Heroes and zeroes

UniteLIVE brings you the latest heroes and zeroes amid the coronavirus crisis

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Every Friday here on UniteLIVE, we bring you the latest heroes and zeroes amid the coronavirus crisis. Here are this week’s latest.


easyJet and Dnata Catering members fighting for their livelihoods

This week, Unite members working for two aviation companies which have made brutal cuts on the back of the Covid-19 pandemic brought their call for the government to provide long-promised support to the sector to Parliament.

The workers – all members of Unite, which organised the demonstration – included those currently employed by low cost airline easyJet and Dnata Catering UK, the UK’s leading inflight caterers, as well as those who have recently lost their jobs with easyJet.

easyJet workers protested the airline’s decision on August 31 to close its bases at Newcastle, Southend and Stansted airports with the loss of over 600 cabin crew jobs. In total the company is in the process of making over 1,200 cabin crew redundant, one quarter of its entire cabin crew workforce. 

Meanwhile, Dnata Catering members are facing a ‘fire and rehire’ scenario which will see them have their pay and conditions cut and will be employed on contracts of just 20 hours a week, plunging them into poverty.

A number of Labour MPs, including Angela Rayner and Seema Malholtra among others, stood with the protesting workers in solidarity as they called for chancellor Rishi Sunak to step in and support the aviation sector.

Unite’s Unity over Division and the Battle of Stockton Campaign

Unite’s Unity over Division campaign is this year again supporting an event commemorating the Battle of Stockton, when the people of Stockton on Teesside came out in force to chase Sir Oswald Mosley and his British Union of Fascists out of their town.

This year, because of Covid-19 restrictions , the event will be held on Facebook Live on Sunday September 6, at 11 am.

Battle of Stockton Campaign chair Sharon Bailey said, “We are proud to be supported by Unite again this year. We will be joined by Unite’s Barry Faulkner who, under the umbrella of their Unity Over Division Campaign, will be holding a discussion as part of this year’s event with young members from our region around Trade Unions role in the fight against fascism.”

Find out how you can join the Facebook Live event and a full list of speakers in our story here.

The Labour party – for supporting British shipbuilding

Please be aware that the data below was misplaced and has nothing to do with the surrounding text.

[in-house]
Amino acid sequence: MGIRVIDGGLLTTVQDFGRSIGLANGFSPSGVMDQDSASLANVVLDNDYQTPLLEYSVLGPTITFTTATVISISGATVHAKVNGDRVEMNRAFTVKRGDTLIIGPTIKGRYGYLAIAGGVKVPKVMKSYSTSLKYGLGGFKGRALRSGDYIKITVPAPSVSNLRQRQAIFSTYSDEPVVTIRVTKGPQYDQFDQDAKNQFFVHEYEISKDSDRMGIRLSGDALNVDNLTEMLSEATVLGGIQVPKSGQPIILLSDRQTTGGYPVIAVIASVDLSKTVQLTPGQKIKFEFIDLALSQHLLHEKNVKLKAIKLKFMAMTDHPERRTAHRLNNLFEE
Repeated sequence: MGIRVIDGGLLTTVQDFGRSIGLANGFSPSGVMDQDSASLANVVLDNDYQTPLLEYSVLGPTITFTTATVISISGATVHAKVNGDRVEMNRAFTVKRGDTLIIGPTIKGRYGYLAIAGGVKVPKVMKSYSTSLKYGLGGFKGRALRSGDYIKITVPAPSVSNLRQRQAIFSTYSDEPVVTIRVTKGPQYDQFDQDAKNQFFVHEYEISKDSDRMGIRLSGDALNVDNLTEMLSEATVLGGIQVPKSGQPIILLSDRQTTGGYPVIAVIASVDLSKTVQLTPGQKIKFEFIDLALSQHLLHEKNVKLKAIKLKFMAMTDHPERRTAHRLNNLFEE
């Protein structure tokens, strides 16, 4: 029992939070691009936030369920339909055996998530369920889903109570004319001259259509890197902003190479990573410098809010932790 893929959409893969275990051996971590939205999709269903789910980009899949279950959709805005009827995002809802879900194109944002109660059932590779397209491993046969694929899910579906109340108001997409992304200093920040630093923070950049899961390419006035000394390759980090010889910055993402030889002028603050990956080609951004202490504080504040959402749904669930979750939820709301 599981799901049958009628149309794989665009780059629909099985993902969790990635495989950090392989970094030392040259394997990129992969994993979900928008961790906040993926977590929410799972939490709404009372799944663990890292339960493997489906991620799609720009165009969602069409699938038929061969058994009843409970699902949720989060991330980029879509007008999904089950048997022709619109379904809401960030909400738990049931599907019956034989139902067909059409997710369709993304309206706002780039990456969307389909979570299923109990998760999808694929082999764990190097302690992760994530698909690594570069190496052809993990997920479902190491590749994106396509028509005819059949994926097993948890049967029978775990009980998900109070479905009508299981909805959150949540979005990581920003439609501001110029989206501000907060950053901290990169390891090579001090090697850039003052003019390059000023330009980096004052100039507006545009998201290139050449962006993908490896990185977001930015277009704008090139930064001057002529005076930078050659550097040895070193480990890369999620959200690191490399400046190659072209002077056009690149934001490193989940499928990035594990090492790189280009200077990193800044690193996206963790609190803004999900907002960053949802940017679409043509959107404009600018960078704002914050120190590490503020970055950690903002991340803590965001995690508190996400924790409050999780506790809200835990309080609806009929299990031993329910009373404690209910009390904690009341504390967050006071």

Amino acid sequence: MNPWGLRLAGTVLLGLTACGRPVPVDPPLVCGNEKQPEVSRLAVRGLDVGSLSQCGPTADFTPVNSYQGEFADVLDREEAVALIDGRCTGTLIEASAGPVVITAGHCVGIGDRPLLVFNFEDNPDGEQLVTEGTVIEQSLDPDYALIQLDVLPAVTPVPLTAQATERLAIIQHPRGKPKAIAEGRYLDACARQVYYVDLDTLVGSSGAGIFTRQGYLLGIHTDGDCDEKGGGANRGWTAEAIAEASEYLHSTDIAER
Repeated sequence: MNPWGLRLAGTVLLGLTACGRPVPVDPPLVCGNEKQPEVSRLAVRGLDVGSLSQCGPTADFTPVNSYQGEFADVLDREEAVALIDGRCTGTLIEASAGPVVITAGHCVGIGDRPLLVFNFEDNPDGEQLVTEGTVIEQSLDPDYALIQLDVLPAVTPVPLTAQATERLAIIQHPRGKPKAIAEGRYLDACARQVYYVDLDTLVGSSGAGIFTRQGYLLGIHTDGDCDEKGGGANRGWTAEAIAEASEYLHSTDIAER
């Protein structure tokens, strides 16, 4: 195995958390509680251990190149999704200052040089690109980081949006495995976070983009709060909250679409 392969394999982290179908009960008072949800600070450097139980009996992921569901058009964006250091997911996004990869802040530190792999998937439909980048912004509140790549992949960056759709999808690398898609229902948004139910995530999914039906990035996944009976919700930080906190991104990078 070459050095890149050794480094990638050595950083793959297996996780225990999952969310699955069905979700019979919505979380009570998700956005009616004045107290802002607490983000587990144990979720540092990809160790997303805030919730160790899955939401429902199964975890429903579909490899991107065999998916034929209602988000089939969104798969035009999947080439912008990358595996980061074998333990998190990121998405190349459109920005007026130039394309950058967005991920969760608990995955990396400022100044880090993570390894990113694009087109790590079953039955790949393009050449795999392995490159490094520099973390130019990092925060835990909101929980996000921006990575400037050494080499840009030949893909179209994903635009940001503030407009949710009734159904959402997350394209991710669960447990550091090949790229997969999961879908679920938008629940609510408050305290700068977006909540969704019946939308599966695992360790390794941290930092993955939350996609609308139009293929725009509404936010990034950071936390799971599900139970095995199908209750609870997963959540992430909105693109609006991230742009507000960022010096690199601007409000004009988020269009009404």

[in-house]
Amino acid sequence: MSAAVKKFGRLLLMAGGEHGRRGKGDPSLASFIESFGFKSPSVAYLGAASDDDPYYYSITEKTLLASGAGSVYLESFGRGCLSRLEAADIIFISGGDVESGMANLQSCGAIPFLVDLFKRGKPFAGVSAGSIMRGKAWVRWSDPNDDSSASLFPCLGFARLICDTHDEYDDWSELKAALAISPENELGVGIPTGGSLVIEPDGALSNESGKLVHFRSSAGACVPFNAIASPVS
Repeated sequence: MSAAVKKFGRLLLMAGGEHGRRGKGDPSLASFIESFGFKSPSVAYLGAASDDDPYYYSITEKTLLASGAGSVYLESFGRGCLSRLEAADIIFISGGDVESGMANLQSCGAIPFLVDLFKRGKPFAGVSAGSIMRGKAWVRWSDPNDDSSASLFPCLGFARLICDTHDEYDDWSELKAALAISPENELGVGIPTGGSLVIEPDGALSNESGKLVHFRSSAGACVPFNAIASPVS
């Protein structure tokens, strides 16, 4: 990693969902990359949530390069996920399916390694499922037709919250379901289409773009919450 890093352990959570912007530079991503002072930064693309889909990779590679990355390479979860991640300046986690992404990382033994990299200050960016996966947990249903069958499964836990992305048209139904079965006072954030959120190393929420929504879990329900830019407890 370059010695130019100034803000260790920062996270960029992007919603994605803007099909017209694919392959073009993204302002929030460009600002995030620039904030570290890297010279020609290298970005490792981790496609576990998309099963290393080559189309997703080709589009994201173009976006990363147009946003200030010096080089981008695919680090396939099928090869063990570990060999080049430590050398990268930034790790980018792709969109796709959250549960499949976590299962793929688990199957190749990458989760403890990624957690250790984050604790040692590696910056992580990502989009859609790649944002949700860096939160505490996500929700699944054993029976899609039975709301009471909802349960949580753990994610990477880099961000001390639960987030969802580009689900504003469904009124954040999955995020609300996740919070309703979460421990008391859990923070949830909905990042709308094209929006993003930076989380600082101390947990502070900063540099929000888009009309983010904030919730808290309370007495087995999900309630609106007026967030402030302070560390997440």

Following our story in UNITElive earlier this month on the campaign to build the Royal Naval Fleet Solid Support (FSS) ships within the UK, the Labour party is now backing Unite and the other unions involved, with a new campaign ‘Built in Britain’ and a petition.

Unite assistant general secretary Steve Turner for manufacturing welcomed Labour’s support and urged everyone to sign the petition.

He said, “If ever there was a ‘shovel ready’ project, it is FSS – and it’s great to hear that Labour supports that view. It will pump prime £1.3bn into regional economies and protect 40,000 jobs in the supply chain.

“Labour believes in our incredible workforce so why can’t the government?  It’s simple – building our Royal Naval Fleet Support Ships here in UK shipyards is essential to maintain both jobs and essential skills between the end of the carrier programme and future naval procurements.”

You can read our full story here.


Health secretary Matt Hancock – for failing low-waged workers

We’ve featured health secretary Matt Hancock on zeroes list before, and again Hancock finds himself in the spotlight this week, for offering a measly £13 a day for low-waged self-isolaters.

Last week, the health secretary announced that the new ‘self-isolation payment’ applies to benefit claimants who live in areas where there are high numbers of coronavirus cases.

From Tuesday, those who claim Universal Credit or Working Tax Credit and cannot work from home will get the new ‘self-isolation payment’ – roughly the same as statutory sick pay (SSP) – equal to £13 a day.

Unite health and safety adviser Rob Miguel slammed the government’s decision to scrimp on self-isolation pay.